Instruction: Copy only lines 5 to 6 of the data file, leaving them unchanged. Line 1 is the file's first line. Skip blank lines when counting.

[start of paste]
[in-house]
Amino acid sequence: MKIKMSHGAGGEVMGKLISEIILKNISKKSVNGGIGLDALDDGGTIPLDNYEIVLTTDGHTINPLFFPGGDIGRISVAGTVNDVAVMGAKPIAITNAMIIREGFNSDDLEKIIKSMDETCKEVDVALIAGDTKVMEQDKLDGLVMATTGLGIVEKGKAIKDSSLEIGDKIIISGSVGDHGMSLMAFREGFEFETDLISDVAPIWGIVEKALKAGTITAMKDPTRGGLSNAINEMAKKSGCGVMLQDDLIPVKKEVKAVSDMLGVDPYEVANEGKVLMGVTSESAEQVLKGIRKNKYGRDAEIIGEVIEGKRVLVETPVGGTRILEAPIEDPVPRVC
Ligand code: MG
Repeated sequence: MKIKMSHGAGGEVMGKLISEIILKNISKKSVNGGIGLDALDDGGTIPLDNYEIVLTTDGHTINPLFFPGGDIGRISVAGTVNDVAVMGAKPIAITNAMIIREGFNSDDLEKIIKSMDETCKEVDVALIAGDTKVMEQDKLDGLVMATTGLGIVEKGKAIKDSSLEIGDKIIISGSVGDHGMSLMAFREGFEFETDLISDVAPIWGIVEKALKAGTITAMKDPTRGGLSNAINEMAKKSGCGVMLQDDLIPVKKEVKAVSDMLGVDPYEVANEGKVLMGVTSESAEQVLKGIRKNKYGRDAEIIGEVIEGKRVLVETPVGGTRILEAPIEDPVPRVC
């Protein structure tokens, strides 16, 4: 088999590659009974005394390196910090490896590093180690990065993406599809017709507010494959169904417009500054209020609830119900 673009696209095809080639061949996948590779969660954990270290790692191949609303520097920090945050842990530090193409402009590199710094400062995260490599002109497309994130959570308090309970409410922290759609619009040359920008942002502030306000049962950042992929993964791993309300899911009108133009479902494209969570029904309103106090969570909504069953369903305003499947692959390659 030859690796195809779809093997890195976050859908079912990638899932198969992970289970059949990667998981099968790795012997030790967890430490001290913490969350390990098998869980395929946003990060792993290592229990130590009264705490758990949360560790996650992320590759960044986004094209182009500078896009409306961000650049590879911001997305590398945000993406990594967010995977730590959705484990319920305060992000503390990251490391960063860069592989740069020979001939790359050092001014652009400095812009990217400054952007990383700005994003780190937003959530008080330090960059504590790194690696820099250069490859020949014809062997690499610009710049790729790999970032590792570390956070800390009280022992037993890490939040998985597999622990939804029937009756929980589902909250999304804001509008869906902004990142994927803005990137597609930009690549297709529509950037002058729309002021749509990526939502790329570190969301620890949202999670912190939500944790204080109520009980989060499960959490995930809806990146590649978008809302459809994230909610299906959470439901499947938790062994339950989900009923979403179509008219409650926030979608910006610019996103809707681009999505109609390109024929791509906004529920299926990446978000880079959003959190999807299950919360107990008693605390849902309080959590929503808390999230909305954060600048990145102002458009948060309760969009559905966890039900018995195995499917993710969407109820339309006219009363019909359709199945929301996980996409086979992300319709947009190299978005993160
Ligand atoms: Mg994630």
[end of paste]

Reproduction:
């Protein structure tokens, strides 16, 4: 088999590659009974005394390196910090490896590093180690990065993406599809017709507010494959169904417009500054209020609830119900 673009696209095809080639061949996948590779969660954990270290790692191949609303520097920090945050842990530090193409402009590199710094400062995260490599002109497309994130959570308090309970409410922290759609619009040359920008942002502030306000049962950042992929993964791993309300899911009108133009479902494209969570029904309103106090969570909504069953369903305003499947692959390659 030859690796195809779809093997890195976050859908079912990638899932198969992970289970059949990667998981099968790795012997030790967890430490001290913490969350390990098998869980395929946003990060792993290592229990130590009264705490758990949360560790996650992320590759960044986004094209182009500078896009409306961000650049590879911001997305590398945000993406990594967010995977730590959705484990319920305060992000503390990251490391960063860069592989740069020979001939790359050092001014652009400095812009990217400054952007990383700005994003780190937003959530008080330090960059504590790194690696820099250069490859020949014809062997690499610009710049790729790999970032590792570390956070800390009280022992037993890490939040998985597999622990939804029937009756929980589902909250999304804001509008869906902004990142994927803005990137597609930009690549297709529509950037002058729309002021749509990526939502790329570190969301620890949202999670912190939500944790204080109520009980989060499960959490995930809806990146590649978008809302459809994230909610299906959470439901499947938790062994339950989900009923979403179509008219409650926030979608910006610019996103809707681009999505109609390109024929791509906004529920299926990446978000880079959003959190999807299950919360107990008693605390849902309080959590929503808390999230909305954060600048990145102002458009948060309760969009559905966890039900018995195995499917993710969407109820339309006219009363019909359709199945929301996980996409086979992300319709947009190299978005993160
Ligand atoms: Mg994630």